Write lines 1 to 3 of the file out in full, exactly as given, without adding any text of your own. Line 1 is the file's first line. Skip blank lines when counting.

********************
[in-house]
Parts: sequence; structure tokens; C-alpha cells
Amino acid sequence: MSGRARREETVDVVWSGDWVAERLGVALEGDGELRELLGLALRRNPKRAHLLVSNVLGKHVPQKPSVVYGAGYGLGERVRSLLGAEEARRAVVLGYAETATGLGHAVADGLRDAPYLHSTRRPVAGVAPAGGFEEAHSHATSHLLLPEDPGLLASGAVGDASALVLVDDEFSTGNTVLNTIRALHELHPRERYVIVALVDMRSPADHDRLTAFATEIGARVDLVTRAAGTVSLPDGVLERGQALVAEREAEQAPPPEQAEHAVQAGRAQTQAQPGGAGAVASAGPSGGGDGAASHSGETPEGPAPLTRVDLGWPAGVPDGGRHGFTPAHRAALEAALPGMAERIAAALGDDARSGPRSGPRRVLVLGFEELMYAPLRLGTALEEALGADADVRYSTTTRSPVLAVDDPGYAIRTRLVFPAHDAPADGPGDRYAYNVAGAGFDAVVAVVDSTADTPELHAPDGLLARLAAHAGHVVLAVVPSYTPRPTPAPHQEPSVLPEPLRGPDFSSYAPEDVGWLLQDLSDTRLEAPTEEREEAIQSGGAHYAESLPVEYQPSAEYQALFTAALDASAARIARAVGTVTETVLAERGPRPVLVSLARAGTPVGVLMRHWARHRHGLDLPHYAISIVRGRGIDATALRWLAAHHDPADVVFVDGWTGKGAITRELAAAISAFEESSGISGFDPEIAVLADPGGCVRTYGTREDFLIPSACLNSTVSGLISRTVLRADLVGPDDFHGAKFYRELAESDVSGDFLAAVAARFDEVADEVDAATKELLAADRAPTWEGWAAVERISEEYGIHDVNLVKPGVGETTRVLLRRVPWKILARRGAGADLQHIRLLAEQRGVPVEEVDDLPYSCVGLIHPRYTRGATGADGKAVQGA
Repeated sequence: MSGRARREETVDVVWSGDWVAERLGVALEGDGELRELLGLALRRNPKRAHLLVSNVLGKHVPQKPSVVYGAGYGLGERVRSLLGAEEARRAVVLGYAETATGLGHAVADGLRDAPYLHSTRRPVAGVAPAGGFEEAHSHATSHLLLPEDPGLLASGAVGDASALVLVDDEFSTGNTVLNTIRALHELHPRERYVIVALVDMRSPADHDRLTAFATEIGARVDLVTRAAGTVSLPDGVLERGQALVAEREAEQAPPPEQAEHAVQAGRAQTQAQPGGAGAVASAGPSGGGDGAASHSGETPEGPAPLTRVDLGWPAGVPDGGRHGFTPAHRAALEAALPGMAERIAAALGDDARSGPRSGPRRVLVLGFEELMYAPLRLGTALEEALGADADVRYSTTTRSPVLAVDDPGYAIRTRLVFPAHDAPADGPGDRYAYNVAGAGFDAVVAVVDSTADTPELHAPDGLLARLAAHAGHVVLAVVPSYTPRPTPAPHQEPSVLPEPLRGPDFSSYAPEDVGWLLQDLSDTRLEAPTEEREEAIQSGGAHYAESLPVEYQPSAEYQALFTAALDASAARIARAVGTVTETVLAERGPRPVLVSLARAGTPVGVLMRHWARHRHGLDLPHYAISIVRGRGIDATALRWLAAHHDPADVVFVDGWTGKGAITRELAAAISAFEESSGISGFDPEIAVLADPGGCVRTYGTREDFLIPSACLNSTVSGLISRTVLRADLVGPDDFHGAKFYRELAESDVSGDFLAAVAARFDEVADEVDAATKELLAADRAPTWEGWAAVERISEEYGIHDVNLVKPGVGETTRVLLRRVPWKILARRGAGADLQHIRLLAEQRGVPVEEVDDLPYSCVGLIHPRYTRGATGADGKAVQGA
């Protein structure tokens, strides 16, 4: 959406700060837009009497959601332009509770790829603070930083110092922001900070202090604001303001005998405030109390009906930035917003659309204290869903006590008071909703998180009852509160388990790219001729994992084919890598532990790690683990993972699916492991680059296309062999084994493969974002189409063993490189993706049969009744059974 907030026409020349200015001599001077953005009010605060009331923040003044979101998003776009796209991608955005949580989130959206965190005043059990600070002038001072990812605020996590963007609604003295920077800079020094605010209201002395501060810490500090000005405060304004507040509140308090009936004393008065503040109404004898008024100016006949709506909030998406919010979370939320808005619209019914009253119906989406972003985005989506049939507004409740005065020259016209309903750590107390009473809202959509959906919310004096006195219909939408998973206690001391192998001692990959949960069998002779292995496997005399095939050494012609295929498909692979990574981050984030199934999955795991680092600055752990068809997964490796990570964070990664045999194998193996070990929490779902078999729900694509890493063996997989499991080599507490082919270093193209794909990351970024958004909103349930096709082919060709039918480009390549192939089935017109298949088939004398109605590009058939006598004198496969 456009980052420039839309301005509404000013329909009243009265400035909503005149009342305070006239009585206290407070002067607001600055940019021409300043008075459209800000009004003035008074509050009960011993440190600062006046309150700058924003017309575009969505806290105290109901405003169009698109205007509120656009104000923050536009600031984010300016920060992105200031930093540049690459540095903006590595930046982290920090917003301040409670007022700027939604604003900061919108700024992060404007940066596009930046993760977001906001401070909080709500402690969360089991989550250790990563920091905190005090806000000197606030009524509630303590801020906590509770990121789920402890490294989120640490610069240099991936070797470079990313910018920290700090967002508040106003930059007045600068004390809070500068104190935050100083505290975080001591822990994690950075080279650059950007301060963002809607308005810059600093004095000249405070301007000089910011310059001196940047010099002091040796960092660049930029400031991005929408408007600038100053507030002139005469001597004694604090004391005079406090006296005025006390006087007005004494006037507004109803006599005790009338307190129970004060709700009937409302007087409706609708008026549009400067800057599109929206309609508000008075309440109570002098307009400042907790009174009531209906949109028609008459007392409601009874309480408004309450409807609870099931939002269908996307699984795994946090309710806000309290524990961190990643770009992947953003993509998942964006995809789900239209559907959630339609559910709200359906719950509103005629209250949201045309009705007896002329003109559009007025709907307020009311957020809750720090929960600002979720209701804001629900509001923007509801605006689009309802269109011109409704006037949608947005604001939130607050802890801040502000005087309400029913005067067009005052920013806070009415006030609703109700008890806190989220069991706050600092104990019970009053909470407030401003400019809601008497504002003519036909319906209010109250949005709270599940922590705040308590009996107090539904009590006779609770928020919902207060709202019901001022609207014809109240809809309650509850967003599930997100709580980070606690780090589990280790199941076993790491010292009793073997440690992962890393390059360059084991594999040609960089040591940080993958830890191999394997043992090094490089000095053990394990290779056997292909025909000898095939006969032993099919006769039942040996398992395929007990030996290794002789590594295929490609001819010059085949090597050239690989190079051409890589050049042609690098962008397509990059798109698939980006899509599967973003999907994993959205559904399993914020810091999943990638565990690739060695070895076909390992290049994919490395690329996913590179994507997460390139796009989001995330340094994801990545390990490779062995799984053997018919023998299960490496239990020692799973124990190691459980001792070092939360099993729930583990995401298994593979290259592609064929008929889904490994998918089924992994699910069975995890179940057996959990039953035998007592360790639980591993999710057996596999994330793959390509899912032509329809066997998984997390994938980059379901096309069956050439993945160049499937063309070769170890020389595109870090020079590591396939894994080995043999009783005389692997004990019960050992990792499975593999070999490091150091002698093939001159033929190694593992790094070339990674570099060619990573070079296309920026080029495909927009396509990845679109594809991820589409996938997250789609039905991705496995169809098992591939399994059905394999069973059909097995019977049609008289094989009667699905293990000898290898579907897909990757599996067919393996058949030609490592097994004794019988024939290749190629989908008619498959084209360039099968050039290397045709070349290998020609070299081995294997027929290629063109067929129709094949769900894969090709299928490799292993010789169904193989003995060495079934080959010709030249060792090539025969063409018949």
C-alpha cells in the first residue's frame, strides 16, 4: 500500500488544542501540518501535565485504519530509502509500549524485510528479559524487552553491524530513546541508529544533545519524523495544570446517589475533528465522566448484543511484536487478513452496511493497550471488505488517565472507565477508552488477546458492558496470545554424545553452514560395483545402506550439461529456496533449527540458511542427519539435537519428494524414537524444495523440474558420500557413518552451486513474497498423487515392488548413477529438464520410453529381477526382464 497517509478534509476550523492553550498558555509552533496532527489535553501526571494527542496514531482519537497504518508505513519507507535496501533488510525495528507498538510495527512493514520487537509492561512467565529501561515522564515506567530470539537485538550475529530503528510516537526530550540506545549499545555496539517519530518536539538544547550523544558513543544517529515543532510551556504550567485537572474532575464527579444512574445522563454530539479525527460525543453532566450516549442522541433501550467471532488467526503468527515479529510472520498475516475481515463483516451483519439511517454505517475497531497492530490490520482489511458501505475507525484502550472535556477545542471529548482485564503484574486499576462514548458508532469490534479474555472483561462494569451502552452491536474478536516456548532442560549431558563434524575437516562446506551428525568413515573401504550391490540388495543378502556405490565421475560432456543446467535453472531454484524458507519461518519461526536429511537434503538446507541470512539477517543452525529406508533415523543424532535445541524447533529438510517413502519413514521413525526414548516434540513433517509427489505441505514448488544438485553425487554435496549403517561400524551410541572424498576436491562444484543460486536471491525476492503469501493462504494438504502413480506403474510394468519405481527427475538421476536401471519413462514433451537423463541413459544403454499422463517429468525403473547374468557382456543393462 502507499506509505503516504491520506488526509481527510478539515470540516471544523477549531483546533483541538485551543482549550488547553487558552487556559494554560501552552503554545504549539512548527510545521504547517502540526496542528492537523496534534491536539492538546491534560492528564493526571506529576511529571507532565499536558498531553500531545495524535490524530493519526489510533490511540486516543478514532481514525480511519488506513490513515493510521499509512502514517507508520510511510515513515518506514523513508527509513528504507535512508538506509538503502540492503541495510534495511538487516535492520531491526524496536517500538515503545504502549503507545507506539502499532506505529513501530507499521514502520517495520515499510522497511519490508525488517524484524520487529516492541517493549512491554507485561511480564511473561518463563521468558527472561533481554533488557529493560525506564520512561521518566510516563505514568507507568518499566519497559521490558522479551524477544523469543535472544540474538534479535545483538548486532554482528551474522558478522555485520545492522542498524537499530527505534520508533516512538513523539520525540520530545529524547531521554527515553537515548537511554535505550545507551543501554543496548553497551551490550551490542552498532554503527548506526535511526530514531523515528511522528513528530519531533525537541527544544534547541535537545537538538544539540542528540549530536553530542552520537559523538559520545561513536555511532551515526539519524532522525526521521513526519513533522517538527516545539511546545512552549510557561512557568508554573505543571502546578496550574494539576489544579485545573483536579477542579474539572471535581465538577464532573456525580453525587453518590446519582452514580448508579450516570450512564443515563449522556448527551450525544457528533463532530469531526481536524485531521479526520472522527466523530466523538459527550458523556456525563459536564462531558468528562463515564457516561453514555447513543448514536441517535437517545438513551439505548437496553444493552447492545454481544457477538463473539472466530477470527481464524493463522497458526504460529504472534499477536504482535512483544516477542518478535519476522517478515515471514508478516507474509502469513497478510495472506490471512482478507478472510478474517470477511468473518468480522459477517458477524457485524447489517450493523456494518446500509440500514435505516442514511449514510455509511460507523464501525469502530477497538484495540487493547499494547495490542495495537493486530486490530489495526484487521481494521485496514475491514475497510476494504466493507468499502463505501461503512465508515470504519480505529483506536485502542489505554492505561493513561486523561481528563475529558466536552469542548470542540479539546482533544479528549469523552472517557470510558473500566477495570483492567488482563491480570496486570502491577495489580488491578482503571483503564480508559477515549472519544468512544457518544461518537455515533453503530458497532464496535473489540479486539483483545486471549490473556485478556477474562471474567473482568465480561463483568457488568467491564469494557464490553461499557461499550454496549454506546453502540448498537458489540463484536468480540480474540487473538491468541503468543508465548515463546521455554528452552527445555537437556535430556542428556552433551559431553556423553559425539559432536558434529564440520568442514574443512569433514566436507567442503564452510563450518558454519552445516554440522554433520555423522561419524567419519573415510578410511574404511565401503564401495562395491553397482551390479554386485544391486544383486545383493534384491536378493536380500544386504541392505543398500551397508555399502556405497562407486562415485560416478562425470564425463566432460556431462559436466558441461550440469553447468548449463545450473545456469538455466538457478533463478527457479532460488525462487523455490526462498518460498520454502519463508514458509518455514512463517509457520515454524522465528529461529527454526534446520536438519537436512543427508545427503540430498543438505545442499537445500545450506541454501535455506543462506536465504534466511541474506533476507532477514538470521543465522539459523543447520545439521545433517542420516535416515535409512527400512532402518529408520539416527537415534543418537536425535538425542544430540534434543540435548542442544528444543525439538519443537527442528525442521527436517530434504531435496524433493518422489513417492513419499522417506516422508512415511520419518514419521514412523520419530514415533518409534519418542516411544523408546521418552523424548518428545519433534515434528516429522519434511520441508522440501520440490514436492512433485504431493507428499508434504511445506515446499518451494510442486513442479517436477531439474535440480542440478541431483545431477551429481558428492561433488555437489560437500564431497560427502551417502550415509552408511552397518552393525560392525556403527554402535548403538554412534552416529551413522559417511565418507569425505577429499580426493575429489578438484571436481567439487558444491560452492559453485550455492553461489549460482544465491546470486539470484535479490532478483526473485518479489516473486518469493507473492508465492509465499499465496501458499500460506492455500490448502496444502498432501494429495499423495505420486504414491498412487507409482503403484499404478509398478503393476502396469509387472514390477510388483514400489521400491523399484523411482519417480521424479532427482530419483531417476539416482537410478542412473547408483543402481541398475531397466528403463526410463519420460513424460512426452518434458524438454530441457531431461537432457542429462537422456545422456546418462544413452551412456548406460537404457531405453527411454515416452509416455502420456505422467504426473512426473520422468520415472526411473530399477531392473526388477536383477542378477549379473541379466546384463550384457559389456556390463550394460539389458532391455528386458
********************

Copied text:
[in-house]
Parts: sequence; structure tokens; C-alpha cells
Amino acid sequence: MSGRARREETVDVVWSGDWVAERLGVALEGDGELRELLGLALRRNPKRAHLLVSNVLGKHVPQKPSVVYGAGYGLGERVRSLLGAEEARRAVVLGYAETATGLGHAVADGLRDAPYLHSTRRPVAGVAPAGGFEEAHSHATSHLLLPEDPGLLASGAVGDASALVLVDDEFSTGNTVLNTIRALHELHPRERYVIVALVDMRSPADHDRLTAFATEIGARVDLVTRAAGTVSLPDGVLERGQALVAEREAEQAPPPEQAEHAVQAGRAQTQAQPGGAGAVASAGPSGGGDGAASHSGETPEGPAPLTRVDLGWPAGVPDGGRHGFTPAHRAALEAALPGMAERIAAALGDDARSGPRSGPRRVLVLGFEELMYAPLRLGTALEEALGADADVRYSTTTRSPVLAVDDPGYAIRTRLVFPAHDAPADGPGDRYAYNVAGAGFDAVVAVVDSTADTPELHAPDGLLARLAAHAGHVVLAVVPSYTPRPTPAPHQEPSVLPEPLRGPDFSSYAPEDVGWLLQDLSDTRLEAPTEEREEAIQSGGAHYAESLPVEYQPSAEYQALFTAALDASAARIARAVGTVTETVLAERGPRPVLVSLARAGTPVGVLMRHWARHRHGLDLPHYAISIVRGRGIDATALRWLAAHHDPADVVFVDGWTGKGAITRELAAAISAFEESSGISGFDPEIAVLADPGGCVRTYGTREDFLIPSACLNSTVSGLISRTVLRADLVGPDDFHGAKFYRELAESDVSGDFLAAVAARFDEVADEVDAATKELLAADRAPTWEGWAAVERISEEYGIHDVNLVKPGVGETTRVLLRRVPWKILARRGAGADLQHIRLLAEQRGVPVEEVDDLPYSCVGLIHPRYTRGATGADGKAVQGA